Hope theatres aren’t turned into picnic spots: Mumbai citizens voice concern
What’s a movie-watching experience on the big screen if it’s not clubbed with a tub of pop corn, a glass of cola, and fries on the side? But for a family of four, already paying Rs 200 or so per ticket, the exorbitantly priced cinema hall snacks are often a luxury. What’s worse, most theatres don’t allow food to be brought in from outside. In this scenario, the proposal that cinemas in Maharashtra may have to let viewers bring their own food is a relief. And snack prices may come down, too.
“The Central government is coming up with a legislation on August 1 that will ensure food cannot be sold at different prices at different places,” said minister of state for food and civil supplies, Ravindra Chavan, responding to the issue raised by Leader of Opposition Dhananjay Munde.
When contacted, cinema chains PVR and INOX replied with an official statement from the Multiplex Association of India (MAI), which says “...None of the multiplex cinema theatres operated by any of our members have received any order, notification or communication to this effect from the Government of Maharashtra…”
Deepak Asher, president of MAI, said, “Since the matter is currently sub judice, and since we have no other formal communication from any regulatory authority, we’d not like to comment any further.”
Amit Sharma, managing director of Miraj Cinemas, says, “Right now, there’s no order, and without that, it would be too premature to comment on this. If there’s an order, then only we can think about our next step. At this moment, it’s business as usual.”
‘Allowing outside food completely is not correct’
Mumbai people, meanwhile, are happy about the proposed cut in cinema hall snack prices, but are cautious about outside food being allowed.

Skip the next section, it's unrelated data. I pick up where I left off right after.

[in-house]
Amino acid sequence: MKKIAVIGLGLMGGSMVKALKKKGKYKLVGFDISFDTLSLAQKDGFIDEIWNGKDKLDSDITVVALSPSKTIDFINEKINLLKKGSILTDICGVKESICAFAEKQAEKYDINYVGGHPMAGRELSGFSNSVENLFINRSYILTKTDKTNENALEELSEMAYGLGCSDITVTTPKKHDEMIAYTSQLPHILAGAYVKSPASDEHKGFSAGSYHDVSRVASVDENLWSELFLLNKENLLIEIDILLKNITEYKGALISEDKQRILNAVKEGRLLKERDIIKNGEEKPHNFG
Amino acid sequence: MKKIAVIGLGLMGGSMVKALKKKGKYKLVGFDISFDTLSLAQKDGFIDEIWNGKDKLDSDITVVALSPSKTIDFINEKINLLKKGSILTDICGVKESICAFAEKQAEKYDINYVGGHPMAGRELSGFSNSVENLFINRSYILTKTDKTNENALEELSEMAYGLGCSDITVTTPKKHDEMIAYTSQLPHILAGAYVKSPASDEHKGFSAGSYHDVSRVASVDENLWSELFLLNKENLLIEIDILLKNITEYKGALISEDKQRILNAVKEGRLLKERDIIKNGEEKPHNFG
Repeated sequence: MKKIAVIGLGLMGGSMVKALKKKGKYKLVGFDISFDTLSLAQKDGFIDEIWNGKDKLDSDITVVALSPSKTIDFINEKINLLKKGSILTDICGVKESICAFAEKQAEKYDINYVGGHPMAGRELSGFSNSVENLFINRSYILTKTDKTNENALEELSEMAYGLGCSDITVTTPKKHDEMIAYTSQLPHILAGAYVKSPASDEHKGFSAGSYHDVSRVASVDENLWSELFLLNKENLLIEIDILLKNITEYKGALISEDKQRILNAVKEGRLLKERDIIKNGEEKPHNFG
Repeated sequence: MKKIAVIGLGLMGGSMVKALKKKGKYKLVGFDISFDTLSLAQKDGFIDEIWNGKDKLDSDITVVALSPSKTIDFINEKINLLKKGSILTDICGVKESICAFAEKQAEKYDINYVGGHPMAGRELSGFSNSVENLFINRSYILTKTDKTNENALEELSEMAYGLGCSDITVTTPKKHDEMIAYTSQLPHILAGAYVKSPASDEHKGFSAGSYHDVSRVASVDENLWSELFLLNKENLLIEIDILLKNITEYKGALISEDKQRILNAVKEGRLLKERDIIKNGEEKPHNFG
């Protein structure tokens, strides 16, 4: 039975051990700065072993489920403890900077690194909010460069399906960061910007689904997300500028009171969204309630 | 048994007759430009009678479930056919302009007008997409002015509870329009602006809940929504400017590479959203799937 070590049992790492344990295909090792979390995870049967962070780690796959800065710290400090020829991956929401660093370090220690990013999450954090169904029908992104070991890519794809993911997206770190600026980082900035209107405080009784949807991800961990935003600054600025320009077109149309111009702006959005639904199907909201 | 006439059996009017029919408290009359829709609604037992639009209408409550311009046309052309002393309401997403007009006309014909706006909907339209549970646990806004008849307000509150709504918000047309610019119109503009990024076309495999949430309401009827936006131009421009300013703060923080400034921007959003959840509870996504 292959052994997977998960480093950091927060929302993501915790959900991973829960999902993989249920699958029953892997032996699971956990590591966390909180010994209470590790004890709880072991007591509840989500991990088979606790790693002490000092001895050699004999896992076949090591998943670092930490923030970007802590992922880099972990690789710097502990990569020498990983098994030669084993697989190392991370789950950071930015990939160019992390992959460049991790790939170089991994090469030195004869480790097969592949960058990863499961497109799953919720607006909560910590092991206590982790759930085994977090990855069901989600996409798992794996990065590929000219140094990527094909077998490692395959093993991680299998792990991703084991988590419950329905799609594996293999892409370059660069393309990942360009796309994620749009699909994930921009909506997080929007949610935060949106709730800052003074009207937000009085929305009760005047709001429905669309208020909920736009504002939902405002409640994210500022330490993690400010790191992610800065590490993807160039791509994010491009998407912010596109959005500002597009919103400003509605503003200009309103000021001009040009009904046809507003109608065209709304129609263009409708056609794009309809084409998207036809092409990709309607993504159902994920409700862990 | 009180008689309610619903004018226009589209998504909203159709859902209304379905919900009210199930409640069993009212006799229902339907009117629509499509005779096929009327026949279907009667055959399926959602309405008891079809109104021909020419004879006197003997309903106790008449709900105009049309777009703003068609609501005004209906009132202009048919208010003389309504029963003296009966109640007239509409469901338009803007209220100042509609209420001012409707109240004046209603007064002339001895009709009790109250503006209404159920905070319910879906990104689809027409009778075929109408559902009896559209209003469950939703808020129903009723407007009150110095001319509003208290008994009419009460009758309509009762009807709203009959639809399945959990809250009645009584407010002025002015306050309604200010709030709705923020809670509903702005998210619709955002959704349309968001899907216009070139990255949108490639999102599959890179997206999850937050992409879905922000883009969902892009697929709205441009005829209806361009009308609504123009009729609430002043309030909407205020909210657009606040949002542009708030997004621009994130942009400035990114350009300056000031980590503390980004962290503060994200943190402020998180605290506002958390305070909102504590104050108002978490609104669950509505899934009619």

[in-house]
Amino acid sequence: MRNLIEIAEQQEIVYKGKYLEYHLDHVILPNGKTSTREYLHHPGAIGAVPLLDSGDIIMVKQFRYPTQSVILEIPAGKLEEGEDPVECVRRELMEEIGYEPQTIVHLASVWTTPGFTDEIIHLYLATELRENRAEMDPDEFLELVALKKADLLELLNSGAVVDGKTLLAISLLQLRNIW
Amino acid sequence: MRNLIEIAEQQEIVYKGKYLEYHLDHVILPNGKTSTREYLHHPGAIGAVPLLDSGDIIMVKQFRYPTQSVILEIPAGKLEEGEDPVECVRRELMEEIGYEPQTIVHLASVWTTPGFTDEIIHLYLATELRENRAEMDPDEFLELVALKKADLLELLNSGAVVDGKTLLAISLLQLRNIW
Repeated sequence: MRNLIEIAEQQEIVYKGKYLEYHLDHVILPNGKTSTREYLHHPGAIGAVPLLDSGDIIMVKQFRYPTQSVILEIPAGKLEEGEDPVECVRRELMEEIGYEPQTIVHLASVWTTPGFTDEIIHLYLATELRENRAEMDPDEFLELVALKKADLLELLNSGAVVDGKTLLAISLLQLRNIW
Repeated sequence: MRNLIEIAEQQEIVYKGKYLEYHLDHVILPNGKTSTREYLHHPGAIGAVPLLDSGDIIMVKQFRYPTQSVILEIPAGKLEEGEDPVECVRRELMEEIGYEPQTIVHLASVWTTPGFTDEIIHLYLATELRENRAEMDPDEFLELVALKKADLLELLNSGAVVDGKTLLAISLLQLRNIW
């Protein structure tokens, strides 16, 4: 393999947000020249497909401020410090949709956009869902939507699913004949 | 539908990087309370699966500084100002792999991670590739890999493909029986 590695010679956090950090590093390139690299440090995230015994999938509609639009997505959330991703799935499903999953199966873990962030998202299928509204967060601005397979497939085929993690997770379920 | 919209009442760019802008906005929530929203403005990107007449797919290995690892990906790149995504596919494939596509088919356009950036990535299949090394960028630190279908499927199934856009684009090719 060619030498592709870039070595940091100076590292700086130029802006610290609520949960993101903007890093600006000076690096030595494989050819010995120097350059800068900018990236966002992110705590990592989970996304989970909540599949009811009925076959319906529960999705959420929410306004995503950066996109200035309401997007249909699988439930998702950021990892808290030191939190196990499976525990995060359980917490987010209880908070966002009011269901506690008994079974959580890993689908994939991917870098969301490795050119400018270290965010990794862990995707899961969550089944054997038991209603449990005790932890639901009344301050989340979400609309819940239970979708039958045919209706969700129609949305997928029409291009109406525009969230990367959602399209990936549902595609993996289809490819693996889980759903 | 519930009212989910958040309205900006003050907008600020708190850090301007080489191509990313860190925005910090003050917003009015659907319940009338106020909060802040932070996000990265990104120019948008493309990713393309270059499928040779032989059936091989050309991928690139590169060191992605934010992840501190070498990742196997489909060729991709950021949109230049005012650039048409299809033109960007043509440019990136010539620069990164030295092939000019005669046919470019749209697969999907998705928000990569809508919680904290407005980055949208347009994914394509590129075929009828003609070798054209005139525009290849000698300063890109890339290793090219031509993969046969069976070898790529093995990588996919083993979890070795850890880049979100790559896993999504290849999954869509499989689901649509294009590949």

Sachita Sethi, a counselling psychologist based in Mumbai, says, “Ek movie dekhne mein hi we have to spend Rs 2,000 with the family. The food is also not filling, just basic. Popcorn and cola comes to Rs 200-300. But allowing outside food completely is also not correct. People will make theatres a picnic spot!”
Scarlet Moares, a 31-year old Mumbai-based teacher, says in agreement, “It would be good if outside food is allowed inside the cinema. But people should keep in mind that it’s not a picnic spot. Also, the cut in the price of snacks shouldn’t mean a hike in ticket prices to cover the loss.”
‘I hope people think twice before bringing just about anything’
There’s speculation already if such a move would also be implemented in Delhi and other states. Karuna Kumar, a 21-year-old Delhi student, hopes so. She says, “Theatres refuse even chocolates sometimes! Also, we youngsters get limited pocket money from our parents, and we have to eat at least something while going to catch a film with our friends, and we have to spend so much money!”
Ritu Suri, a 55-year-old homemaker, says, “Earlier, we’d take samosas and chips inside with our family, but we cut down on our theatre visits after prices of tickets increased, and the food became so expensive. But I hope, if this rule ever comes to Delhi, that people would think twice before bringing just about anything inside a hall.”
‘Theatres will have to control prices for their own survival’
Film trade expert Atul Mohan says, “Many years back, people didn’t think of carrying food for a show. For them, ‘theatre mein popcorn khayenge’ was more exciting. Even multiplexes have invested a lot in their infrastructure to give viewers the best experience. But, in the current times, smartphones are penetrating into smaller towns, which is a big competition for theatres, as rising ticket costs encourages piracy — people think ‘copy mil jaayega, dekh lenge’. Theatres will have to control prices for their own survival.”
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